Joking aside, I really enjoyed this book. The whole quarantine thing was a really good time of slowing down and turning my attention toward God and my relationship with Him, and this book was part of that. It helped me see God reflected both in the activity of life and in the beauty of His creation. But whether you read this book or not, I hope that you continue to see God revealed through His Word, His work, and His creation, and that your heart is drawn to worship Him.

Carmen Yoder lives in New Paris, Indiana. She works part-time at a cafe, where she enjoys making messes (which she cleans) and chatting with “the regulars.” Her spare time is usually spent reading, entertaining her siblings, adventuring, drinking coffee, or criticizing [she means proofreading] Radi-Call articles. She loves beauty, especially that of God’s creation, different cultures, fellowship, music, and laughter. She desires to live life to the fullest and serve God in any way He calls her.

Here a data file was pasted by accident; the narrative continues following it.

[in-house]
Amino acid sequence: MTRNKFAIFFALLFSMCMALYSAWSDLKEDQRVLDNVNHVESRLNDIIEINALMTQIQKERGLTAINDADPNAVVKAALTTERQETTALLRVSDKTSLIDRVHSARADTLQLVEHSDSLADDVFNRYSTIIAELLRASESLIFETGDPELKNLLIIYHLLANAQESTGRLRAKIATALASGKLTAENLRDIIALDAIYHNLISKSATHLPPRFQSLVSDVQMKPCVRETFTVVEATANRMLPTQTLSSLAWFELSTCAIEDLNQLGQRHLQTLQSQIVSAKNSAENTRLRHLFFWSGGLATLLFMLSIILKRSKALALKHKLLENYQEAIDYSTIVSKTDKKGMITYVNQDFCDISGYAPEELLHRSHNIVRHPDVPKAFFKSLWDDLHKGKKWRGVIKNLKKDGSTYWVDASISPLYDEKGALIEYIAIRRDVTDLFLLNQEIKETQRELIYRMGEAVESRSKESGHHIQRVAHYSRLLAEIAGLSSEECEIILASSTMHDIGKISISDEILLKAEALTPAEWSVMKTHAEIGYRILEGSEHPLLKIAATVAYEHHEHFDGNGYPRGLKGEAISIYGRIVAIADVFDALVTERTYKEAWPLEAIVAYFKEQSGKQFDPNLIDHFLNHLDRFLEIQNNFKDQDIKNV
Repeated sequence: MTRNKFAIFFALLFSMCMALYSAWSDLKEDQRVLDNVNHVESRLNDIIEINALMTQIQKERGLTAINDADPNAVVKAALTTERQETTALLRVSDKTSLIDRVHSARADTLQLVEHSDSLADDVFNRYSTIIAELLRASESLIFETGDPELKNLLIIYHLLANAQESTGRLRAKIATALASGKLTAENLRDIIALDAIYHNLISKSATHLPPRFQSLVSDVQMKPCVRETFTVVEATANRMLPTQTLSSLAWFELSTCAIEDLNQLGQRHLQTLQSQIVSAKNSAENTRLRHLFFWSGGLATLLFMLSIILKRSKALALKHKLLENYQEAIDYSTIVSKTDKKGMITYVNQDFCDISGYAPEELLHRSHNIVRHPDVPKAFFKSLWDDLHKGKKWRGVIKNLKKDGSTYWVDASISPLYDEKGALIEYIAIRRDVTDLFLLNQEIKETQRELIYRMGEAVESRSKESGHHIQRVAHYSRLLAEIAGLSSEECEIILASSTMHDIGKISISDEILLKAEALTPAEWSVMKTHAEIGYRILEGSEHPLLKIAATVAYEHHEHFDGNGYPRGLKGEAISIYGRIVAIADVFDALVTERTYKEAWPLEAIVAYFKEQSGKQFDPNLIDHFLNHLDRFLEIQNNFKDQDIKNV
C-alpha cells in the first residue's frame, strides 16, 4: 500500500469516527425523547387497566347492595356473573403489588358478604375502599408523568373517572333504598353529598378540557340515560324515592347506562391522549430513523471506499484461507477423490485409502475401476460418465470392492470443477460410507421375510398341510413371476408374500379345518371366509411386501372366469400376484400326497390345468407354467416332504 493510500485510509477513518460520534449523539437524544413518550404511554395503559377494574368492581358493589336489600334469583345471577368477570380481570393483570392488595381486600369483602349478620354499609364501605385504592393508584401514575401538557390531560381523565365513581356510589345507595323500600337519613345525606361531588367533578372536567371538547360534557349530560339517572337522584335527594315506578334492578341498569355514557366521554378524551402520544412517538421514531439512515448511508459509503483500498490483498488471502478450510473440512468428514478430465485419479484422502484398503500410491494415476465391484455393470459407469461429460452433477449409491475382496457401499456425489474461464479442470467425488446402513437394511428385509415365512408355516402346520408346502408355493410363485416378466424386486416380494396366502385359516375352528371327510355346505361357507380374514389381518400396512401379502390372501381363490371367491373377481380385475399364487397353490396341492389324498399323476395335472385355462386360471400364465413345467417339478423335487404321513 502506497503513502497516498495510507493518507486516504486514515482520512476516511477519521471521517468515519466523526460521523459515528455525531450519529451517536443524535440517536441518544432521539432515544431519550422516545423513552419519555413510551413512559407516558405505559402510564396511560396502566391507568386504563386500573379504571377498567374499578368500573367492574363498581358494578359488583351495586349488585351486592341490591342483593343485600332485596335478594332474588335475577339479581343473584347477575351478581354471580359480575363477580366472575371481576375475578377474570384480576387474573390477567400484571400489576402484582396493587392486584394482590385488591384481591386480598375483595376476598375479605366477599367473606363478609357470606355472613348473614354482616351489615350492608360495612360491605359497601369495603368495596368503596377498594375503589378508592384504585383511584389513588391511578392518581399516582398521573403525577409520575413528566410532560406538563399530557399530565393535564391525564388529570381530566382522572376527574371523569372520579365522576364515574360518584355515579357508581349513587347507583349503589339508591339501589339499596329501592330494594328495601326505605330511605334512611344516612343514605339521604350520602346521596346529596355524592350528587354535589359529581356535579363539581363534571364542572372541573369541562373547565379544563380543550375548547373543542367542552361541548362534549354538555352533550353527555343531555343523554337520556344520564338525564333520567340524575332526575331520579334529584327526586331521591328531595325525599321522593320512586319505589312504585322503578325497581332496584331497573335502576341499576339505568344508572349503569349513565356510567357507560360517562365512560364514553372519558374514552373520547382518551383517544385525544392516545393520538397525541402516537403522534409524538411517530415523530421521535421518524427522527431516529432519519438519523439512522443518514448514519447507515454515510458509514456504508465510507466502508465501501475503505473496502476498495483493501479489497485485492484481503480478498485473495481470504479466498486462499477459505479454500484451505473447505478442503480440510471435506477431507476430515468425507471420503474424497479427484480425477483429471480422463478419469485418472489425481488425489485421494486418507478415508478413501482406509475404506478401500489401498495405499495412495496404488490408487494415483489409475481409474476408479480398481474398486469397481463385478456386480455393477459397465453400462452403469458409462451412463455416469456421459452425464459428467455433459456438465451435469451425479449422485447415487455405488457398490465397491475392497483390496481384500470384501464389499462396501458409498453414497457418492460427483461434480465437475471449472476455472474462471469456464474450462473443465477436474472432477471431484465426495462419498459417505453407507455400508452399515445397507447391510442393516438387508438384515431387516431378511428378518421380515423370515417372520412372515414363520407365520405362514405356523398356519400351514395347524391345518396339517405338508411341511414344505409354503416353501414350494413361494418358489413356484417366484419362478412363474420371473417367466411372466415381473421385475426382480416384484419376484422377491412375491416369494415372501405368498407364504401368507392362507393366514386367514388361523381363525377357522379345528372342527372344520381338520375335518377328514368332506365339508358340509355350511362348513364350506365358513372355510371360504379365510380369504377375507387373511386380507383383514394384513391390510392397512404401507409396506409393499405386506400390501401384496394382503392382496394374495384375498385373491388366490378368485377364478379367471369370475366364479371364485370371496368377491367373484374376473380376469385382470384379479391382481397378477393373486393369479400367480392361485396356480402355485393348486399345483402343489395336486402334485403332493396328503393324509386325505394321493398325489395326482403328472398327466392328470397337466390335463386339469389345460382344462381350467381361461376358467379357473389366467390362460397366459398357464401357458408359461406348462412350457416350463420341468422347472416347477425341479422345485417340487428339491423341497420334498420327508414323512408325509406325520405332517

1. Simons, Ruth Chou. Beholding and Becoming: The Art of Everyday Worship. Harvest House Publishers, 2019.
  2. The Holy Bible, English Standard Version. Wheaton: Crossway, 2001, 2007.

Share your thoughts here!

Fill in your details below or click an icon to log in:

WordPress.com Logo

You are commenting using your WordPress.com account. Log Out /  Change )

Google photo

You are commenting using your Google account. Log Out /  Change )

Twitter picture

You are commenting using your Twitter account. Log Out /  Change )

Facebook photo

You are commenting using your Facebook account. Log Out /  Change )

Connecting to %s